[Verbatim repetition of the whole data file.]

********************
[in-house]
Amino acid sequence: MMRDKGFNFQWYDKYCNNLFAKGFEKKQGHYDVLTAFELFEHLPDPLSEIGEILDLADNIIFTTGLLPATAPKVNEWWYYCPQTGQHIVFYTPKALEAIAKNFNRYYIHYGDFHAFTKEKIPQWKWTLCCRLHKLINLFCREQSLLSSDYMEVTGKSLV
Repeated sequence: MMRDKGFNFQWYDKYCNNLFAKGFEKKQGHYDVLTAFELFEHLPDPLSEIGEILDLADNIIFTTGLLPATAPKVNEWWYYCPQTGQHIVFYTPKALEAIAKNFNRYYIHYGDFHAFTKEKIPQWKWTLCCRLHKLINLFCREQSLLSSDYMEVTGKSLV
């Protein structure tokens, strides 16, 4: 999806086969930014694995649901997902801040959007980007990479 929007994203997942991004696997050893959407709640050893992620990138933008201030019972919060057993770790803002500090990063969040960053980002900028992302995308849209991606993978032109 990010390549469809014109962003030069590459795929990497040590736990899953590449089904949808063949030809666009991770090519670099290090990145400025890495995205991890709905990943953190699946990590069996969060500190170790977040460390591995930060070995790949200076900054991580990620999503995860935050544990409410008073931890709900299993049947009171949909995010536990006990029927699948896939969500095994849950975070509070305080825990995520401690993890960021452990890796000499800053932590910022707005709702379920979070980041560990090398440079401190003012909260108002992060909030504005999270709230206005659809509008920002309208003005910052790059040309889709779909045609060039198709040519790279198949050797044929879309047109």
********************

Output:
[in-house]
Amino acid sequence: MMRDKGFNFQWYDKYCNNLFAKGFEKKQGHYDVLTAFELFEHLPDPLSEIGEILDLADNIIFTTGLLPATAPKVNEWWYYCPQTGQHIVFYTPKALEAIAKNFNRYYIHYGDFHAFTKEKIPQWKWTLCCRLHKLINLFCREQSLLSSDYMEVTGKSLV
Repeated sequence: MMRDKGFNFQWYDKYCNNLFAKGFEKKQGHYDVLTAFELFEHLPDPLSEIGEILDLADNIIFTTGLLPATAPKVNEWWYYCPQTGQHIVFYTPKALEAIAKNFNRYYIHYGDFHAFTKEKIPQWKWTLCCRLHKLINLFCREQSLLSSDYMEVTGKSLV
């Protein structure tokens, strides 16, 4: 999806086969930014694995649901997902801040959007980007990479 929007994203997942991004696997050893959407709640050893992620990138933008201030019972919060057993770790803002500090990063969040960053980002900028992302995308849209991606993978032109 990010390549469809014109962003030069590459795929990497040590736990899953590449089904949808063949030809666009991770090519670099290090990145400025890495995205991890709905990943953190699946990590069996969060500190170790977040460390591995930060070995790949200076900054991580990620999503995860935050544990409410008073931890709900299993049947009171949909995010536990006990029927699948896939969500095994849950975070509070305080825990995520401690993890960021452990890796000499800053932590910022707005709702379920979070980041560990090398440079401190003012909260108002992060909030504005999270709230206005659809509008920002309208003005910052790059040309889709779909045609060039198709040519790279198949050797044929879309047109």